The values of learning must also be embodied by company leaders by showing the importance of intellectual curiosity and the constant search for improvement. Transparency is a key issue, creating an environment where learning is not seen as an end goal but as an ongoing collective process. If managers concretely share their own experiences, including challenges and mistakes, they also indirectly encourage their teams to take risks by being a source of proposals.

5. Flexible learning

As part of the constant drive for competitiveness, it is now possible for employees to choose how and when they acquire new skills in the workplace. This new culture must offer employees multiple and more flexible learning opportunities. This is known as “flexible training”, which adapts to the pace of individual work and learning. This means that all employees can learn at their own pace, on a medium of their choice and in the environment that suits them best. As well as remaining competitive, the company trains its employees in the latest challenges in the sector, making them more productive and improving employee motivation.

All employees have different learning needs, so here are some examples of flexible learning. The company can offer microlearning, which is a learning method based on very short modules of less than 5 minutes, available at any time. Or it can simply offer training in the form of webinars, enabling employees to take part in interactive sessions at a distance. Coaching is a new method that is developing more and more, contributing to well-being and skills development. Finally, this type of learning can also be achieved by getting employees to work on cross-departmental projects that encourage the acquisition of skills learned by other departments.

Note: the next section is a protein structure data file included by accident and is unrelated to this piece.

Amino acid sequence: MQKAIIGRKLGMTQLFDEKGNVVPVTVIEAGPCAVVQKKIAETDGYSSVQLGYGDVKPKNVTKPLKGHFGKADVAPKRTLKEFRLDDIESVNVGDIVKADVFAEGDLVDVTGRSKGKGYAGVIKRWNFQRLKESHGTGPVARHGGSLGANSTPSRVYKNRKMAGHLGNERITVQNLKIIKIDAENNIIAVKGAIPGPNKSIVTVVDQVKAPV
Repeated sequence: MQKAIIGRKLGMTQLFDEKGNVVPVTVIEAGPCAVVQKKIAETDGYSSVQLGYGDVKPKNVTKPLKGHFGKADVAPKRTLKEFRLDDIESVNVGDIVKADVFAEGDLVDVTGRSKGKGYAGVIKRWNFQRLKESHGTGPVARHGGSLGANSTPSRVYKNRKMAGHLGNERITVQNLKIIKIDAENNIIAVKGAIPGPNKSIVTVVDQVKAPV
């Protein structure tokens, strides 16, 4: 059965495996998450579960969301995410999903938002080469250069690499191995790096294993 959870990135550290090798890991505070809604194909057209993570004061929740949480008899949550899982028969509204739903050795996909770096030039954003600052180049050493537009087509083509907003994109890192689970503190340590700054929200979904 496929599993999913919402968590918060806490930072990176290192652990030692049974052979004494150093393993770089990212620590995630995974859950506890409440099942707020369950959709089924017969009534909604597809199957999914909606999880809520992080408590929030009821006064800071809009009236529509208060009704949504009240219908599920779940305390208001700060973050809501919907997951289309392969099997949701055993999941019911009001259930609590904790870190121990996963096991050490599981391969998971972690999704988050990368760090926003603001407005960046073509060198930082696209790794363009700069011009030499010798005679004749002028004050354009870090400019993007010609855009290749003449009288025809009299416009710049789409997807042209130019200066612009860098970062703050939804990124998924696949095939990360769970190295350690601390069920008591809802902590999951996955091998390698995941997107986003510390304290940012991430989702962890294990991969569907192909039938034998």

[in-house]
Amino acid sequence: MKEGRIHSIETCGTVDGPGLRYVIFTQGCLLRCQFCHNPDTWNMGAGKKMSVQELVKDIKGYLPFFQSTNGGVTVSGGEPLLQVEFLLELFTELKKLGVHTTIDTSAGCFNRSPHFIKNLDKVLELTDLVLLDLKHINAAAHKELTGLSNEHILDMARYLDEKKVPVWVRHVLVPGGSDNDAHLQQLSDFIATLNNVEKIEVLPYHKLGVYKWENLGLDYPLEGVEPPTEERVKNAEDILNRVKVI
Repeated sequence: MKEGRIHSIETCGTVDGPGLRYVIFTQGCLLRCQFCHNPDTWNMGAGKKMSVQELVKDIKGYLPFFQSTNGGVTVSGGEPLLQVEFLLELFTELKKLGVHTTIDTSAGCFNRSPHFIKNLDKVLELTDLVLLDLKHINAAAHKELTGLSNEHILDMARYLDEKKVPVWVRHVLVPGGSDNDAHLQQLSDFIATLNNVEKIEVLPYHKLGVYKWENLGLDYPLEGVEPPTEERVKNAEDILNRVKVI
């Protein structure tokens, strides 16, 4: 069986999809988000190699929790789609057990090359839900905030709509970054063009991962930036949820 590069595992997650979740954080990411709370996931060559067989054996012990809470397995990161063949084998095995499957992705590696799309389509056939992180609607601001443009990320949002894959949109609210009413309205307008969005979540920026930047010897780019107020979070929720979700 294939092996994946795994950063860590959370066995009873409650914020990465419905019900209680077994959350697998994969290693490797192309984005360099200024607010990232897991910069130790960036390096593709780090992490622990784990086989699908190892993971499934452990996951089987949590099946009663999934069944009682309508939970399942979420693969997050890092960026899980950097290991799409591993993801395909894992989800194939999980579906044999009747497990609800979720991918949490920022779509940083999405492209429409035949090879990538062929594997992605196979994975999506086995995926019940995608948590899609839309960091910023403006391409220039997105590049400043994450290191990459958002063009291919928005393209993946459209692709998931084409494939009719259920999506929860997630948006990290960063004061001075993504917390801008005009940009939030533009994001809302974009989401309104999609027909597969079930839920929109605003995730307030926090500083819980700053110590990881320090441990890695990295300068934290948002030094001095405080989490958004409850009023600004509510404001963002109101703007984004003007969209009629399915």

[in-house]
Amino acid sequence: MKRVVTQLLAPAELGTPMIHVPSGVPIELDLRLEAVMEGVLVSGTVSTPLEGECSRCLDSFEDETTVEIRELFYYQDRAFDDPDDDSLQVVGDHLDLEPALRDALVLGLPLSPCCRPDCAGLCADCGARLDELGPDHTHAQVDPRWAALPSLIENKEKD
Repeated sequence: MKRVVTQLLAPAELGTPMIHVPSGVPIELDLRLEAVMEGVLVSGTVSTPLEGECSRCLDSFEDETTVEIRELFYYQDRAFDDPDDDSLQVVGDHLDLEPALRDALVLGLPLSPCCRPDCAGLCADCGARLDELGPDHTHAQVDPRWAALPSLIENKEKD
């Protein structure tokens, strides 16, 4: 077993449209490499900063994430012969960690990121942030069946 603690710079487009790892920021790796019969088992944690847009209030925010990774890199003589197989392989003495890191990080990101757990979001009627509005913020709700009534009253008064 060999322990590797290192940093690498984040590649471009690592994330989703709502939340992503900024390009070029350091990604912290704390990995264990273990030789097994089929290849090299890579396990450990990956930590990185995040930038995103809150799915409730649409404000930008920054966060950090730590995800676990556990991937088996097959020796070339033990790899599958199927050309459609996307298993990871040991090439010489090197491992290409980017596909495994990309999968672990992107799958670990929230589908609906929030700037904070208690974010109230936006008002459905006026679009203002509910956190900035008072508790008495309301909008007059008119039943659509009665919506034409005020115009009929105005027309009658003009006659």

6. Social learning

This last type of learning is based on the idea that the best way to learn something is to observe others doing it. Social interaction between peers plays a decisive role in society. Developing a sense of belonging, or even community, can encourage the sharing of knowledge and skills. According to a study quoted by Eileen Oliver-Free at Learning Technologies 2024, 91% of employees who learn together are more successful, and 86% of them find that learning is more effective when there is more than one person.

There are a multitude of ways to implement social learning within a company. Firstly, if social interaction between peers plays a decisive role, organise events such as afterworks to enable employees to deepen their knowledge, or Lunch & Learns, which are fun workshops organized in the company during the lunch break on a specific subject. Finally, one last solution for creating a working environment where mistakes are tolerated and learning is valued is to set up a 360° feedback system. This is an evaluation system that allows employees to receive constructive feedback from several different sources, such as their peers or managers.

A learning culture is essential for healthy and successful growth. As well as developing employees’ skills, the implementation of these 6 ‘must haves’ could enable the company to create a dynamic working environment that stimulates the creativity, development, and fulfillment of all its employees.